There are hybrid hellebores aplenty — even double-flowering ones — but plant them carefully: They’re still poisonous.
HYBRIDS OF LENTEN ROSE (Helleborus x hybridus) are the ideal perennials to add lively color in the late-winter, early-spring garden. They produce multitudes of flowers that come in a wide variety of colors and typically last for four months. They are drought-tolerant and pest-free. Even deer, slugs and snails tend to leave them alone.
Not that long ago, single-flowering varieties were quite expensive, and multipetaled cultivars were unheard of. Now you’ll find an amazing selection of Lenten roses, including many double-flowered varieties, at your local nursery. When the first double-flowering Lenten rose became available, the demand was so high that you had to join a waiting list. I waited a full year to buy one, and a 1-gallon pot cost $200! Fortunately, due to recent intense breeding work, new cultivars — including many spectacular double-flowering varieties — are now available at more affordable prices.
Two semi-doubles being introduced this year are Helleborus x hybridus ‘Vavavoom Pink’ and Helleborus x hybridus ‘Vavavoom White’. These compact plants reach only 6 inches tall and 12 inches wide, but create a big show with a lavish display of cheery flowers in late winter. The blossoms on ‘Vavavoom Pink’ have a white background, heavily speckled in bright pink. The white blooms on ‘Vavavoom White’ are lightly speckled pink only in the center.
If you want to crank up the heat in your late-winter garden, try Helleborus x hybridus ‘Sun Flare’ (Winter Jewels series) or Helleborus x hybridus ‘Sunshine Ruffles’ (Winter Thriller series). Both flower with large, fully double blossoms. ‘Sun Flare’ features bright yellow petals margined in red, while those of ‘Sunshine Ruffles’ are glowing yellow-edged in maroon.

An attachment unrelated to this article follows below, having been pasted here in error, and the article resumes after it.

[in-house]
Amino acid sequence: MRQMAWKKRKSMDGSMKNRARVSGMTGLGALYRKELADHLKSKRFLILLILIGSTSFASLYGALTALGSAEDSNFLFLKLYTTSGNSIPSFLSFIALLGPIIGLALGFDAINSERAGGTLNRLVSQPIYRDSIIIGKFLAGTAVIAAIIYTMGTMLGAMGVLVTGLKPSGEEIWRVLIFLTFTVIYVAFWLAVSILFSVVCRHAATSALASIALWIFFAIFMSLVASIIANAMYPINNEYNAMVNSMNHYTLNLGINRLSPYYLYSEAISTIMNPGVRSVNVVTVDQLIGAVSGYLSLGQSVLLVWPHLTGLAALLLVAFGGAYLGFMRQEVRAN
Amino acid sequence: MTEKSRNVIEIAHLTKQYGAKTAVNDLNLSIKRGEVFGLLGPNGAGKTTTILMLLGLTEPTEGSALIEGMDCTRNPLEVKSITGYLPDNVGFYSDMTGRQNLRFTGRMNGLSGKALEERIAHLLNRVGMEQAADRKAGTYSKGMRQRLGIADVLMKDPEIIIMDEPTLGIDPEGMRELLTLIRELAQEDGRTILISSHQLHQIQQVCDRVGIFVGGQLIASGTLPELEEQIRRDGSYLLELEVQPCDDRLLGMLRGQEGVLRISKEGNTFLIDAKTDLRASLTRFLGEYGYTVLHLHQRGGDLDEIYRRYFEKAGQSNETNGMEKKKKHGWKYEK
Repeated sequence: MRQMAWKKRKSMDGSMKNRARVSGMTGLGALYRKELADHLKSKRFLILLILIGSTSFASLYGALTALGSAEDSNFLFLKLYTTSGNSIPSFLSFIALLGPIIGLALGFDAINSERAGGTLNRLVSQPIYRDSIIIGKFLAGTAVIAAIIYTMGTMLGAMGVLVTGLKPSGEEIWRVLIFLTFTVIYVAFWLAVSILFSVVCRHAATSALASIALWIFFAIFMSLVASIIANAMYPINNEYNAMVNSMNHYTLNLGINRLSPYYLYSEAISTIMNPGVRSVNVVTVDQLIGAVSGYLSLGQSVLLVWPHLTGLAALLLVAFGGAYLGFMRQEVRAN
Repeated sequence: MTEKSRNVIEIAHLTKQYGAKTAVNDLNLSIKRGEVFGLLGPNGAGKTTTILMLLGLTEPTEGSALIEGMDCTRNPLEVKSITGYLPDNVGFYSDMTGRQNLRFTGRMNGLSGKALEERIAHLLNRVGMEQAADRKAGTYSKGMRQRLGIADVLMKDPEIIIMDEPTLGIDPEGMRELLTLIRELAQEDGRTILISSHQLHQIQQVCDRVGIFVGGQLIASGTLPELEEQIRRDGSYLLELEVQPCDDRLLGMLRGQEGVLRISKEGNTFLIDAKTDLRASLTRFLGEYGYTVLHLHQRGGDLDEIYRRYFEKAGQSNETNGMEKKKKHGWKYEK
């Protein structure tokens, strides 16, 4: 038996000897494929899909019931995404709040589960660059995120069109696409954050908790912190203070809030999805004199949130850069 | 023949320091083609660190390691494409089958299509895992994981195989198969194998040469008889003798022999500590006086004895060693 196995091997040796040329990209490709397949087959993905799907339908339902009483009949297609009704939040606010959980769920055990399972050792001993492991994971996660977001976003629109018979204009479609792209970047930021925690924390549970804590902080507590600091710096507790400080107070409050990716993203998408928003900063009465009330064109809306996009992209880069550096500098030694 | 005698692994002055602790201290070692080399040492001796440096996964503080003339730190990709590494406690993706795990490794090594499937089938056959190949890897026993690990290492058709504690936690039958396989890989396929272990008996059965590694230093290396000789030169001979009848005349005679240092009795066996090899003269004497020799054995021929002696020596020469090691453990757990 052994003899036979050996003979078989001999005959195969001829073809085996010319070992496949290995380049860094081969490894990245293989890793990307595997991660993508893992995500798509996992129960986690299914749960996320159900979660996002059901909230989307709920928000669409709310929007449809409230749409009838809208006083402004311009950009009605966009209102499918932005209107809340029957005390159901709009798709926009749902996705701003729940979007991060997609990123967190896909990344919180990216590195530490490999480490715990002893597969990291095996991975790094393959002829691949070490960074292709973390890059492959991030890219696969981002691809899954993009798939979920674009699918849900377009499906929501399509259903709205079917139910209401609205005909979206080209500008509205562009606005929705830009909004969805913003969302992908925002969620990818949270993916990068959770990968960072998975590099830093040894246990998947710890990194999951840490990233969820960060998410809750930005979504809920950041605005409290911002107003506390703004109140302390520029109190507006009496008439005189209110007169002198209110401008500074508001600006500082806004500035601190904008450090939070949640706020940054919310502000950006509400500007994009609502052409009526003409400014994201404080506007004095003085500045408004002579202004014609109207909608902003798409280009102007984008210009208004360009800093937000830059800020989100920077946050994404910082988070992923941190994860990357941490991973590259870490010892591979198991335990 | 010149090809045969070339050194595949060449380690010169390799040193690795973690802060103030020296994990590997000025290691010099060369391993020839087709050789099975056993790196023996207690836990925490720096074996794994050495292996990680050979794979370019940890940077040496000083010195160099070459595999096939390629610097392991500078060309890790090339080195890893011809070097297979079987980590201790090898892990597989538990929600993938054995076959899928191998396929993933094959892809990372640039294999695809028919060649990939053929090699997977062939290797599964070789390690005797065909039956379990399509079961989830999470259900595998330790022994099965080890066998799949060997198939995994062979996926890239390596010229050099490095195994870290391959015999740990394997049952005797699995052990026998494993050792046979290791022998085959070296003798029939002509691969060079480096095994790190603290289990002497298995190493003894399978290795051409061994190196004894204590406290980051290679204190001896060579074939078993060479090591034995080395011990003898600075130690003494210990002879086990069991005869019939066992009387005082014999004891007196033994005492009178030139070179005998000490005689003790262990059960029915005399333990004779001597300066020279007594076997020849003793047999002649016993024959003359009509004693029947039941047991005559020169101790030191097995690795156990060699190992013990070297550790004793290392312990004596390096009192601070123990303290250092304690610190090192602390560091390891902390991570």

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When it comes to intensely dark double flowers, for some time the queen of the clan has been the wickedly beautiful Helleborus x hybridus ‘Onyx Odyssey’ (Winter Jewels series). The full, large flowers are so dark-purple, they look black. Even the emerging foliage comes out dark on this mysterious beauty!
This year, however, there’s a new kid in town competing for the crown, and it surely must have been named for me: Helleborus x hybridus ‘Dark and Handsome’ (Wedding Party series) is a real stud, decked out with 3-inch-diameter flowers made up of big, silky black petals centered with an electrifying cluster of bright lime stamens for awe-inspiring contrast.
They might look somewhat delicate, but the double-flowering hellebores are proving every bit as vigorous and durable as their single-flowering brethren. Give them well-drained soil and partial shade, and they will perform admirably for years.
As is true of all Lenten roses, the only maintenance required is to remove the old leaves as soon as new stems begin to grow, by cutting the old ones right to the ground. This normally occurs in late December, but if you did not do it, you still should cut down the old leaves, even now. Removing old foliage will help prevent the fungus disease botrytis, which can cause crispy, brown spots on the leaves. It also will allow the beauty of the flowers to show up much better.
By the way, a great way to display the blossoms is to float them in a bowl of water. They will last longer, often up to two weeks, if you wait to cut them until the stamens fall off. Mix and match double and single flowers to make gorgeous combinations.
Finally, be aware that all hellebores are quite poisonous, so don’t plant them where toddlers or pets can get at them. Evidently, back in ancient times, herbalists didn’t know about the plant’s toxic qualities. An ancient Greek myth claimed that the daughters of King Midas were saved from insanity by taking a potion made of hellebore; therefore, all through the Middle Ages, anyone suffering from anxiety was treated with a concoction of the most toxic species. Aren’t you glad you didn’t live in the Middle Ages?